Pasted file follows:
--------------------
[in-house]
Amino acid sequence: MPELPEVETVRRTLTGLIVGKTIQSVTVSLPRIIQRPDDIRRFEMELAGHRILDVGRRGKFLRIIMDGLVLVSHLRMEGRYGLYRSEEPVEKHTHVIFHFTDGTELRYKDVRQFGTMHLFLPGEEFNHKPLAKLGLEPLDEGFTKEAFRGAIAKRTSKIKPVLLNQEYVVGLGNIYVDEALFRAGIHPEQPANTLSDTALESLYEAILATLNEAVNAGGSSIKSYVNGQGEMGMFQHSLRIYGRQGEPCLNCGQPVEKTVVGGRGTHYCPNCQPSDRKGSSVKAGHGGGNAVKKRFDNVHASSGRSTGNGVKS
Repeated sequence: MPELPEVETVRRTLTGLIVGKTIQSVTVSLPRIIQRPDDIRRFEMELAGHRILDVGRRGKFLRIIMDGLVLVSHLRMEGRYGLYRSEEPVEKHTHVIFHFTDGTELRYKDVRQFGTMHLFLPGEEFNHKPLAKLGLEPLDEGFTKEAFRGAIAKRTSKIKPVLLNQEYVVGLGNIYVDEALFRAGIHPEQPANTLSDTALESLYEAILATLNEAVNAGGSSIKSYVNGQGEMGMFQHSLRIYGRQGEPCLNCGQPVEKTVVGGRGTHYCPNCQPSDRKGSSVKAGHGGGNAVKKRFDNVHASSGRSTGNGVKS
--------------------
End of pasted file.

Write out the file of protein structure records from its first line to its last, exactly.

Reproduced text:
[in-house]
Amino acid sequence: MPELPEVETVRRTLTGLIVGKTIQSVTVSLPRIIQRPDDIRRFEMELAGHRILDVGRRGKFLRIIMDGLVLVSHLRMEGRYGLYRSEEPVEKHTHVIFHFTDGTELRYKDVRQFGTMHLFLPGEEFNHKPLAKLGLEPLDEGFTKEAFRGAIAKRTSKIKPVLLNQEYVVGLGNIYVDEALFRAGIHPEQPANTLSDTALESLYEAILATLNEAVNAGGSSIKSYVNGQGEMGMFQHSLRIYGRQGEPCLNCGQPVEKTVVGGRGTHYCPNCQPSDRKGSSVKAGHGGGNAVKKRFDNVHASSGRSTGNGVKS
Repeated sequence: MPELPEVETVRRTLTGLIVGKTIQSVTVSLPRIIQRPDDIRRFEMELAGHRILDVGRRGKFLRIIMDGLVLVSHLRMEGRYGLYRSEEPVEKHTHVIFHFTDGTELRYKDVRQFGTMHLFLPGEEFNHKPLAKLGLEPLDEGFTKEAFRGAIAKRTSKIKPVLLNQEYVVGLGNIYVDEALFRAGIHPEQPANTLSDTALESLYEAILATLNEAVNAGGSSIKSYVNGQGEMGMFQHSLRIYGRQGEPCLNCGQPVEKTVVGGRGTHYCPNCQPSDRKGSSVKAGHGGGNAVKKRFDNVHASSGRSTGNGVKS